In re Knight, 164 B.R. 372 (Bankr.S.D.Fla.1994) – The interest of a contingent beneficiary was included in the bankruptcy estate, but the interest of a permissible appointee of a power of appointment was too remote to be property and was not included in the bankruptcy estate.
Cooley v. Cooley, 628 A.2d 608 (1993) – A special power of appointment is not a part of the marital estate that can be awarded in a divorce action. As one of the possible objects of the defendant’s power, the plaintiff possesses no more than a mere expectancy.
In re Hicks, 22 B.R. 243 (Bankr. N.D.Ga.1982) – A court cannot compel the exercise of a special power of appointment and the assets of the trust were not included in the bankruptcy estate of a permissible appointee.
U.S. v. O’Shaughnessy, 517 N.W.2d 574 (1994) – Assets subject to discretionary special power of appointment not subject to tax lien
Spetz v. New York State Dep’t of Health, 737 N.Y.S. 2d 524 (Sup. Ct. Chautauqua Co, Jan. 15, 2002) – New York Supreme Court holds that special power of appointment does not cause trust assets to be taken into account for purposes of Medicaid qualification
Verdow v. Sutkowy, 209 F.R.D. 309 (N.D.N.Y. 2002) – Assets subject to special power of appointment not taken into account for purposes of Medicaid qualification
United States v. Baldwin, 391 A.2d 844 (1978) – Assets subject to special power of appointment not subject to tax lien
Estate of Ballard v. Commissioner, 47 BTA 784 (1942), aff’d, 138 F.2d 512 (2nd Cir. 1943) – Assets of trust not included in husband’s estate merely because wife had the power to return the assets to the husband.
In re Wyly, 553 B.R. 318, 2016 Bankr. LEXIS 2437 (Bankr. N.D. Tex. June 29, 2016). Because the Debtor controlled the flow of payments from the private annuity that Debtor created for himself, the annuity payments were not exempt from bankruptcy under Texas law.
Cote v. Bank One, Texas, N.A., No. 4:03-CV-296-A, 2003 WL 23194260 (N.D. Tex. Aug. 1, 2003) – Permissible appointee is not an “interested person” with standing to sue the trust. This is relevant because if the permissible appointee has no standing to sue the trust, neither should a creditor of a permissible appointee.
Avis v. Gold, 178 F.3d 718 (1999) – Permissible appointee had no interest which could be included in the bankruptcy estate, or to which an IRS tax lien could attach, prior to the time the power was exercised in favor of the debtor.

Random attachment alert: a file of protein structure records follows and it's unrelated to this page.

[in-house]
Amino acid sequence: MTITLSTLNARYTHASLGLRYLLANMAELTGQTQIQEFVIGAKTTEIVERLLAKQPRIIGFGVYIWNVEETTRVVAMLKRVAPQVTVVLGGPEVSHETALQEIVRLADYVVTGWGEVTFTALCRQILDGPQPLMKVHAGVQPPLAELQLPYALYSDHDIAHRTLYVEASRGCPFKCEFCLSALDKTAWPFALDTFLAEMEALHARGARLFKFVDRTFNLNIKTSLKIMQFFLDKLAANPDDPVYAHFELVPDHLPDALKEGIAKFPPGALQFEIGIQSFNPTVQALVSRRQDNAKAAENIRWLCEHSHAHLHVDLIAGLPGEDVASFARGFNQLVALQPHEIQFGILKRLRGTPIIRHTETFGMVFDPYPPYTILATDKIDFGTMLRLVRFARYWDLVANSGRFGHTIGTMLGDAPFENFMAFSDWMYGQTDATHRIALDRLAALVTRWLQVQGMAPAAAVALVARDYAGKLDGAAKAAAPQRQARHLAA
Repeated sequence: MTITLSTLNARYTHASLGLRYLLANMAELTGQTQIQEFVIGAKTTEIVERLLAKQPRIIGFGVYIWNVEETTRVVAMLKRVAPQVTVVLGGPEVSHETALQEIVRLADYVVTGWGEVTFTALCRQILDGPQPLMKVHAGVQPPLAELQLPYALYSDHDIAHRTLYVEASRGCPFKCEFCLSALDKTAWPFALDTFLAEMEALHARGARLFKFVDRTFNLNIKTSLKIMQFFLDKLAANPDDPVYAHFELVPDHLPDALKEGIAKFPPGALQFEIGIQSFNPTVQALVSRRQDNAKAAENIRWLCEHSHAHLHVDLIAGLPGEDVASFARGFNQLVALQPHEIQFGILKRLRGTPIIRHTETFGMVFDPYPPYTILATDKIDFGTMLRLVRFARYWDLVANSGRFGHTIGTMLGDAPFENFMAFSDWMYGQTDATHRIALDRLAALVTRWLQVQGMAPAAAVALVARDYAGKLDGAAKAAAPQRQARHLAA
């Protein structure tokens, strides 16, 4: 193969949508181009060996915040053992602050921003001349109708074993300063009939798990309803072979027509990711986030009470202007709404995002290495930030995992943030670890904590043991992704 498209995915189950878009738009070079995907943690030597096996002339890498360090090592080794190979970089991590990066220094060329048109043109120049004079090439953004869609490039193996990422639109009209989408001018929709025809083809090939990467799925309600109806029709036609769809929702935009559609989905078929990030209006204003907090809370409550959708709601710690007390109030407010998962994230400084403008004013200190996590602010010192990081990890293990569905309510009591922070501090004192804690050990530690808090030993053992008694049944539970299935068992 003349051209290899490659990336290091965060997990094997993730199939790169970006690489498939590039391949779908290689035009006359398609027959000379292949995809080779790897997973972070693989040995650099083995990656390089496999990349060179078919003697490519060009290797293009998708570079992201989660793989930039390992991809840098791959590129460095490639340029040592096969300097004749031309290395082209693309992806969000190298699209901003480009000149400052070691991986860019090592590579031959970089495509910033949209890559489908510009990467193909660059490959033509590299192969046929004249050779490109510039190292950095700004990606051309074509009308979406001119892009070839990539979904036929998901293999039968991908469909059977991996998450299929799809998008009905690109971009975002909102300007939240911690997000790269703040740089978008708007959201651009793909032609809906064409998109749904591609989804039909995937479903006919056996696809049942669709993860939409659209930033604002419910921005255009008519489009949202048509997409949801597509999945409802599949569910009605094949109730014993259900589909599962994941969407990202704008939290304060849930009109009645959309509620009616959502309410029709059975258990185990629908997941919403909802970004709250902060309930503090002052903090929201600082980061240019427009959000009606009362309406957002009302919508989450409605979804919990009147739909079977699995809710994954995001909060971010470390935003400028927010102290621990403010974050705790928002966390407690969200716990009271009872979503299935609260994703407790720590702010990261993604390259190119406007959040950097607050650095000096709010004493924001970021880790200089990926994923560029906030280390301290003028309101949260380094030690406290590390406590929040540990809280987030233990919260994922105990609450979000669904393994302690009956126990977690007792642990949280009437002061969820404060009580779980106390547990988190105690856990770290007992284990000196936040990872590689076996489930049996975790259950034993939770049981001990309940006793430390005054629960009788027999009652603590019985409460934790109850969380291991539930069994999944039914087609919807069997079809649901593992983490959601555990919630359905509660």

Shurley v. Texas Commerce Bank, 115 F.3d 333 (5th Cir. 1997) – 5th Circuit Court holds that the portion of the trust that was not self-settled is not included in the bankruptcy estate, and assets subject to a special power of appointment are excluded from the bankruptcy estate.
Horsley v. Maher, U.S. Bankruptcy Ct. Case No. 385-00071 (1988) – debtor was a permissible appointee of Trust A and a beneficiary of Trust B. Trust A was not included in the bankruptcy estate because “the debtor holds no interest in Trust A.” The assets of Trust B were included in the bankruptcy estate.
In Estate of German, 7 Cl. Ct. 641 (1985) (85-1 USTC Par 13,610 (CCH)) – Assets of an irrevocable trust were not subject to the creditors of the settlor despite the fact that the trustees and beneficiaries had power to appoint the assets to the settlor.
Kneeland v. COMMISSIONER OF INTERNAL REVENUE, 34 BTA 816 – Board of Tax Appeals (1936) – Assets of trust not included in husband’s estate merely because wife had the power to return the assets to the husband.
Helvering v. Helmholz, 296 US 93 (Supreme Court 1935) – Assets of trust not included in wife’s estate merely because the beneficiaries had the power to terminate the trust and return the assets back to the wife.
Price v. Cherbonnier, 63 Atl 209 (1906) – Creditors of the donee of a special power of appointment cannot reach the assets subject to the power.
Gilman v. Bell, 99 Ill. 194 (1881) – Assets subject to power of appointment not subject to claims of creditors.
Jones v. Clifton, 101 US 225 (1879) – Assets subject to power of appointment not subject to claims of creditors.
Holmes v. Coghill, 33 Eng. Rep 79 (1806) – Assets subject to power of appointment not subject to claims of creditors.